Both boxers fought out of an orthodox stance, and Osawa was a little wild early on. Valdez sat on his body punches on the opening round and established himself as the more powerful boxer early on.
Valdez was sharp with his jabs in the second round and had Osawa rocked with hard left hooks in the second round. Osawa looked like he was close to going down in the final minute of the round.
Valdez landed some bombs in the third round with both his left and right hands, but Osawa was taking the shots well.
Valdez landed a crisp left hook to Osawa’s chin in the fourth round and sent him to the mat suddenly. Valdez landed several hard right hands when Osawa got back to his feet, but Osawa somehow survived the round.
Valdez obliterated Osawa in the fifth and sixth rounds and barely got hit with any punches.
Valdez wobbled Osawa in the eighth round with a hard left hook and jumped on him with combinations by the corner. Osawa didn’t return any punches and the referee jumped in and stopped the fight.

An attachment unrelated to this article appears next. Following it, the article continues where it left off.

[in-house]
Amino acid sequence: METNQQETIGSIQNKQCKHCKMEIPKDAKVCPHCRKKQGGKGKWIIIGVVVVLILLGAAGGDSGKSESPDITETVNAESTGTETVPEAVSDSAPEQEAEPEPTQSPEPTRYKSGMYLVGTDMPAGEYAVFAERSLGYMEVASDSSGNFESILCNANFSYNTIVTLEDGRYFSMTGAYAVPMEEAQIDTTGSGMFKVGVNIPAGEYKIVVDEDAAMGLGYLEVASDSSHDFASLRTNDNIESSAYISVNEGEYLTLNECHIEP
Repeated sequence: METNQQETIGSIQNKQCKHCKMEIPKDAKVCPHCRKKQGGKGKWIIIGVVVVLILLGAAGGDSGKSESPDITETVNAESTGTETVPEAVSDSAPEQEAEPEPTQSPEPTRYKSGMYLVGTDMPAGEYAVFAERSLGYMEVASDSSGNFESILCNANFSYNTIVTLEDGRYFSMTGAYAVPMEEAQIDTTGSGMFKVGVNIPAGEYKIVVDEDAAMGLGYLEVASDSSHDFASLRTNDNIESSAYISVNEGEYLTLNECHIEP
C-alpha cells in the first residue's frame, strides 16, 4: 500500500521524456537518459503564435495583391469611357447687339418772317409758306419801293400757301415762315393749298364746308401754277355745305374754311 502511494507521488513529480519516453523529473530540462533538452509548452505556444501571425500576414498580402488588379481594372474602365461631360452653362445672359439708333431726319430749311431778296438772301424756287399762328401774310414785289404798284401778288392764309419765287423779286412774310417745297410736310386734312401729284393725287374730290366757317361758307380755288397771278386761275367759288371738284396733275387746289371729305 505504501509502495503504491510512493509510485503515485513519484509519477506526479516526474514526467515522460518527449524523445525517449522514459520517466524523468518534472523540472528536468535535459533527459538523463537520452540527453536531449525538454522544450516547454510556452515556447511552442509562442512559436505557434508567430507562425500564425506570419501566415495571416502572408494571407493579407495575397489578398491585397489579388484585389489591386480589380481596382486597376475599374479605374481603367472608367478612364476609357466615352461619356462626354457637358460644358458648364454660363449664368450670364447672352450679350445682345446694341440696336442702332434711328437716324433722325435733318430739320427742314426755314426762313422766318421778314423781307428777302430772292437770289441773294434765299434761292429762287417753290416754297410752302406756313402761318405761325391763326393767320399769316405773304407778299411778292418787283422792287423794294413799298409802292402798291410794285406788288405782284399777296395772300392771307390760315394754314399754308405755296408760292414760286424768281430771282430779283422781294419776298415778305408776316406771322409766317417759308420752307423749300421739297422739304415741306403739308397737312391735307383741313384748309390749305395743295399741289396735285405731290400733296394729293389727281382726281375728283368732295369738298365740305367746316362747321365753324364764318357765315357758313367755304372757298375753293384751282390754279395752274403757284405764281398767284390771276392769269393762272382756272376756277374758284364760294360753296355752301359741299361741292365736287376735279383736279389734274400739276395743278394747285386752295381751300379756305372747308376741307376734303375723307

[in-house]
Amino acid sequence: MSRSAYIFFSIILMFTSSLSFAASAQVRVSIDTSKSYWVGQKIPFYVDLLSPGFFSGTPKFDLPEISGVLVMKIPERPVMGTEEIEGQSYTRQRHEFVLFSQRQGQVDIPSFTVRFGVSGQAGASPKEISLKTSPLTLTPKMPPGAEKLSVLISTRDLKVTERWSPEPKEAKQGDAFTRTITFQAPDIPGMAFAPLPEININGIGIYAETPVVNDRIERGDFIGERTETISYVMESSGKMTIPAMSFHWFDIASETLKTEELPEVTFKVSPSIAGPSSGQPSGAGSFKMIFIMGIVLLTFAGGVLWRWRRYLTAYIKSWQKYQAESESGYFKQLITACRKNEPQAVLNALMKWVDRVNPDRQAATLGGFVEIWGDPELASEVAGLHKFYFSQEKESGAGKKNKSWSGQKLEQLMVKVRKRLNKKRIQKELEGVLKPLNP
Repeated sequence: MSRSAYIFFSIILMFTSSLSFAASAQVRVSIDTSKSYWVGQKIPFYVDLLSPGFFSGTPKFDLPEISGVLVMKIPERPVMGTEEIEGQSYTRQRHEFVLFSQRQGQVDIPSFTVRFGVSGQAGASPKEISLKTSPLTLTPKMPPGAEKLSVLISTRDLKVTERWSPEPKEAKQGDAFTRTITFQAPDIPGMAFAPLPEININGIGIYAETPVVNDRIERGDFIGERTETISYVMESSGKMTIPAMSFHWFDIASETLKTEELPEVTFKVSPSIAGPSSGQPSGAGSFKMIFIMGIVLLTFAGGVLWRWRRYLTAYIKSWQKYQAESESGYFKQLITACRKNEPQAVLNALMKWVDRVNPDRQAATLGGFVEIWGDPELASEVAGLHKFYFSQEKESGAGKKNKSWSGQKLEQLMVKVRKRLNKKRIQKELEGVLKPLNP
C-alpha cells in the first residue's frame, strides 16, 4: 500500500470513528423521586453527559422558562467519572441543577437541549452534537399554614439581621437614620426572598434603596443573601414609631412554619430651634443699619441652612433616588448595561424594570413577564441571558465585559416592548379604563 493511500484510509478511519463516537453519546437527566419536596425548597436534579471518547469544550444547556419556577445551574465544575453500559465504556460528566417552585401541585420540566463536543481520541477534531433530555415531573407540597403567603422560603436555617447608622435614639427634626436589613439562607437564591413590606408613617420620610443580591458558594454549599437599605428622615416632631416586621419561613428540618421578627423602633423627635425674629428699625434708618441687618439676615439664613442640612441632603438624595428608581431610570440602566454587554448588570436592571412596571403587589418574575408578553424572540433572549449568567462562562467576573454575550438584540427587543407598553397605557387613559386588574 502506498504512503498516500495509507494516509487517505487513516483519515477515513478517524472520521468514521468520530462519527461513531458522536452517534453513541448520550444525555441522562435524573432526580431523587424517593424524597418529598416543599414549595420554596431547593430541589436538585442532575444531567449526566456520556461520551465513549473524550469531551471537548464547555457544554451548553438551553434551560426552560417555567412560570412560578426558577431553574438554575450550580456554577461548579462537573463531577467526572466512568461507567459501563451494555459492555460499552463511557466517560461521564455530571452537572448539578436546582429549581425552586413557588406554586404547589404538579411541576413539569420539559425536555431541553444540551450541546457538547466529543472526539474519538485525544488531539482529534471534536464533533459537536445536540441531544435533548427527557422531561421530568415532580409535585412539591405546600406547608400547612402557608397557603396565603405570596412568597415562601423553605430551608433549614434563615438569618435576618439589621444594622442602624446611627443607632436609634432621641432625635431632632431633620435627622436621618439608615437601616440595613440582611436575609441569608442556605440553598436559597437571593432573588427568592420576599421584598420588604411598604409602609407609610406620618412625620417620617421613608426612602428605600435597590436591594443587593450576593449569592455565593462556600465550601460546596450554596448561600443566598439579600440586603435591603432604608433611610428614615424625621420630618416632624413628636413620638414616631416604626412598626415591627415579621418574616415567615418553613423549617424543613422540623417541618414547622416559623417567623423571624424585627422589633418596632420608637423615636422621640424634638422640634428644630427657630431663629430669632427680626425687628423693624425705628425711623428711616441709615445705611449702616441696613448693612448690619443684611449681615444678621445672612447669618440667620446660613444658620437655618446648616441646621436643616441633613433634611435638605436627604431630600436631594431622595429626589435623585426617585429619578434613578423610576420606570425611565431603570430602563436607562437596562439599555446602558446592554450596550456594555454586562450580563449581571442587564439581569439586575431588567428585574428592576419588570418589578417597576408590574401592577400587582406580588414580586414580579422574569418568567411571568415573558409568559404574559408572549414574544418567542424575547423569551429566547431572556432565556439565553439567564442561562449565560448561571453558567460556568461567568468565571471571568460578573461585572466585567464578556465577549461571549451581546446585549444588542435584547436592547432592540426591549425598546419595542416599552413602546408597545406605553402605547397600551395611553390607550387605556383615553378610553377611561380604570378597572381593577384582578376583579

Oscar Valdez wins by TKO at 1:50 of the seventh round.
Top Rank PPV Preview: Pacquiao vs. Vargas, Shiming vs. Phaprom, Donaire vs. Magdaleno, Valdez vs. Osawa
Top Rank PPV Preview: Pacquiao vs. Vargas, Shiming vs. Phaprom, Donaire vs. Magdaleno, Valdez vs. Osawa
By: William Holmes
On Saturday night Philippine Senator and boxing legend Manny Pacquiao will return to the ring and chase another world title as he faces Jessie Vargas for Vargas’ WBO Welterweight Title.
Pacquiao has long been a mainstay with HBO Boxing and nearly all of his pay per views were distributed by them. However, HBO has chosen to go forward with the Andre Ward and Sergey Kovalev PPV bout in the month of November and is letting Bob Arum’s Top Rank Boxing distribute Pacquiao’s PPV on their own.
Top Rank has wisely decided to stack their card with four world title fights in what should be an entertaining night of fights. The card will be held at the Thomas and Mack Center in Las Vegas, Nevada.
Photo Credit: Mikey Williams/Top Rank
The following is a preview of all four world title bouts.
Zou Shiming (8-1) vs. Prasitsak Phaprom (39-1-2); WBO World Flyweight Title
This is a rematch of a bout that happened on November 23rd, 2014 in which Shiming defeated Phaprom by decision.